Joanna Elson OBE told delegates assembled at the Credit Summit, run by Insolvency Today's sister title Credit Today, that more consumers were seeking free debt advice because their experiences with paid-for debt advice firms had left them in a weaker financial position.
She said: "There is misleading advertising and poor advice from commercial debt management firms, after that what does a company have going for it?
"They move to where the money is, and when government is looking at all the people who need money advice what you cannot do is say the private sector can look after this, as currently it is not fit for purpose."
Elson’s comments came after an Office of Fair Trading (OFT) review of the commercial debt management sector, conducted at the end of 2010, criticised 129 firms for inadequate compliance practices.
Since the conclusion of its review the OFT has revoked the consumer credit licences of four commercial debt management firms for providing misleading advice, and has shut down a number of "lead generator" websites used to market the services of paid-for debt management.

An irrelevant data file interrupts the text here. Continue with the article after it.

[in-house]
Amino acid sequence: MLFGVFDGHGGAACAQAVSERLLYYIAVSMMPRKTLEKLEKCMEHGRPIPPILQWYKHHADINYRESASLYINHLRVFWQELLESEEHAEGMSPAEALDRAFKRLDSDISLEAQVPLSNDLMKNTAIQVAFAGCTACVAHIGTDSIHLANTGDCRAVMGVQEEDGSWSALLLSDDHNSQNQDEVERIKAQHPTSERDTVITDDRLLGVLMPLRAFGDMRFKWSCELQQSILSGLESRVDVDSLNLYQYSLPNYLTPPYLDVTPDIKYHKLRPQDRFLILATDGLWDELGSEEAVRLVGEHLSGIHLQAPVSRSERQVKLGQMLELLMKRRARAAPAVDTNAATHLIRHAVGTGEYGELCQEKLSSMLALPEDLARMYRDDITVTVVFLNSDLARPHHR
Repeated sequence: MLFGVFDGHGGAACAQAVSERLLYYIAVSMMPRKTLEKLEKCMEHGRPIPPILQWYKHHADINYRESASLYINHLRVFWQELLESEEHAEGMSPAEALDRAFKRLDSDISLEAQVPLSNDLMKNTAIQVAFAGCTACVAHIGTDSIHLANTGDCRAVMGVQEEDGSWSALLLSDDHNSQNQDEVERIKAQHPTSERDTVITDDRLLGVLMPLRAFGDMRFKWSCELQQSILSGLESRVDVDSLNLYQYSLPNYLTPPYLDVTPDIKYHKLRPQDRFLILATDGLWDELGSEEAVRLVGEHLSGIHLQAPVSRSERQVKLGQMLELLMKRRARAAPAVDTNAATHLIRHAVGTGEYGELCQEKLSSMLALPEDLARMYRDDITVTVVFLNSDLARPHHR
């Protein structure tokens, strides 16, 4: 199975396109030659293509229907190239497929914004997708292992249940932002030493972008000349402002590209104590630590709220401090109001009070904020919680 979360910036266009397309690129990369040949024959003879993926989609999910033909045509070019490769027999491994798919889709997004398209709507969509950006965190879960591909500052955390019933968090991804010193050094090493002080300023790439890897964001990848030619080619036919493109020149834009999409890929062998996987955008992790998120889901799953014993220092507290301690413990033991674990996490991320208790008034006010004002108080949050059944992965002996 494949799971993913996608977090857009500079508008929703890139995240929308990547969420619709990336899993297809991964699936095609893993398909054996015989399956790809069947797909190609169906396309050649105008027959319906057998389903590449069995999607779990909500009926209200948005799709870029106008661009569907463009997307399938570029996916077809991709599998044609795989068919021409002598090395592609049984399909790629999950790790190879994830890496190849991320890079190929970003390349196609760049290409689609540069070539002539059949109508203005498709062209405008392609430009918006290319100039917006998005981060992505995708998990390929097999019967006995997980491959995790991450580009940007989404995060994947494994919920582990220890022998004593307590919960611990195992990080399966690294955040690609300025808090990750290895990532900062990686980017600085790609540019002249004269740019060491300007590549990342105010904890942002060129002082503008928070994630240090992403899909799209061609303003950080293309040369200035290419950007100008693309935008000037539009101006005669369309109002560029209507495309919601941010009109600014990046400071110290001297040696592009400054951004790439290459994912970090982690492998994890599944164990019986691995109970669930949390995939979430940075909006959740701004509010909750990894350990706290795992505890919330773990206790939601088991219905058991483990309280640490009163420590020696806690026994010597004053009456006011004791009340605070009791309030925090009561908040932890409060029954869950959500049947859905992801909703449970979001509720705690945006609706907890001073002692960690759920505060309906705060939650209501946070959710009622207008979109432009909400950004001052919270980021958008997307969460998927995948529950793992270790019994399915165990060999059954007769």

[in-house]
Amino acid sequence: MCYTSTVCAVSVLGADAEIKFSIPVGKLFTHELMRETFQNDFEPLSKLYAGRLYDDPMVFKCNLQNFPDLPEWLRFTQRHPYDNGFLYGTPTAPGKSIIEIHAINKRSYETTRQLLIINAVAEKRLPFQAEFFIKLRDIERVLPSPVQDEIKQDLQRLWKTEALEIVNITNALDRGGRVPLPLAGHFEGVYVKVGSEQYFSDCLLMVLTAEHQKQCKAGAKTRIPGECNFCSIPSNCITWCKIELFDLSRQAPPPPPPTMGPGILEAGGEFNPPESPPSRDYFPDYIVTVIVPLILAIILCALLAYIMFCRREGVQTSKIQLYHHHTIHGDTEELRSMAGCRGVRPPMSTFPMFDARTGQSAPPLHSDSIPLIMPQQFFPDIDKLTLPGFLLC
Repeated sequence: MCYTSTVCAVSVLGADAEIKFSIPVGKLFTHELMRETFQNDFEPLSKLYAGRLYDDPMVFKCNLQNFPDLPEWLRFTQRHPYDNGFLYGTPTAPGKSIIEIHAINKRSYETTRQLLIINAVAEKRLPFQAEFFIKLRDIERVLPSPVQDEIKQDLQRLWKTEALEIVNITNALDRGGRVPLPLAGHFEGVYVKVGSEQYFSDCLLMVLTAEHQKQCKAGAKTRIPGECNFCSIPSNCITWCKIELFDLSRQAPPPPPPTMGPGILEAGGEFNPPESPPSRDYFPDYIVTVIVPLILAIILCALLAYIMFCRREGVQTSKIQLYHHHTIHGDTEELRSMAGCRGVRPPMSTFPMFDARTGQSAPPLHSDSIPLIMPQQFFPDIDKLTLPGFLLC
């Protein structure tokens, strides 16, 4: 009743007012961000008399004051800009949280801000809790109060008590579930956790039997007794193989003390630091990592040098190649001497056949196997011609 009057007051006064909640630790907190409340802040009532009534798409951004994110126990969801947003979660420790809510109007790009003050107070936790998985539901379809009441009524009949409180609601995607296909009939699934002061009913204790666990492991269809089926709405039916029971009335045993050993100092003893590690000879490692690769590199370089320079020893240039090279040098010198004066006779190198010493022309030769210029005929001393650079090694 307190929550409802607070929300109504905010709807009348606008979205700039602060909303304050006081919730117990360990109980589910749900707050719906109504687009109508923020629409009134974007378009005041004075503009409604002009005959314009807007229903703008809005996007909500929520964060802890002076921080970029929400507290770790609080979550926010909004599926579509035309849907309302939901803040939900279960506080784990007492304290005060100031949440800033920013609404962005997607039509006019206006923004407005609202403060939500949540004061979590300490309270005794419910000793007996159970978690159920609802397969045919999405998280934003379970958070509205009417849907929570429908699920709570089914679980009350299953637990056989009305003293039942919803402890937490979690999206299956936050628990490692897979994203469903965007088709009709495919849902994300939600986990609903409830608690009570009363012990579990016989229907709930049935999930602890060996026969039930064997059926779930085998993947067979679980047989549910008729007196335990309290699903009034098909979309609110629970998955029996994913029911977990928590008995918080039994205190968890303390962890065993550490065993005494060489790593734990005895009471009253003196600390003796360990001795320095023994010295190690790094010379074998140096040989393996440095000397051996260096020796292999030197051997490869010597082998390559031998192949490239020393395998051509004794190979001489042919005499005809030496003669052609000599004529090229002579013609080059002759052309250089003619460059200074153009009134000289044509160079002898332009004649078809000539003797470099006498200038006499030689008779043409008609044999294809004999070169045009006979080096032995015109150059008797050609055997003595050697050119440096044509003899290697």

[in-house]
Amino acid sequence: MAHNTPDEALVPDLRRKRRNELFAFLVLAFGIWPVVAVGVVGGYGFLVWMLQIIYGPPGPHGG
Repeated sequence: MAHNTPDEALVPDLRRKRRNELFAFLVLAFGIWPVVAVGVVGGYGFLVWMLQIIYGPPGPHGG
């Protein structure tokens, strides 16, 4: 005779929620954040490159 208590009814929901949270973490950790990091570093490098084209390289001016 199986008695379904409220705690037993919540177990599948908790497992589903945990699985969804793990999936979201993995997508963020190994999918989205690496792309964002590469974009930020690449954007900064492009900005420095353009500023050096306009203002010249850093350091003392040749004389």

After Elson made her comments the debate turned to financial awareness of consumers, and the panellists unanimously agreed that more financial education should be written into the school curriculum to help consumers avoid unsustainable debt problems at a later stage.
Claire Sandbrook, chief executive of high court enforcement firm Shergroup, added that the onus should be on politicians to better inform the electorate of their debt obligations.
She said: "There is a failure by politicians to get up and tell the public what will happen if they fail to pay their debts.
"Banks have no credibility with the public, it is the politicians that need to say it so that it is not a shock when bailiffs show up at the door. There is so much work to be done in this area."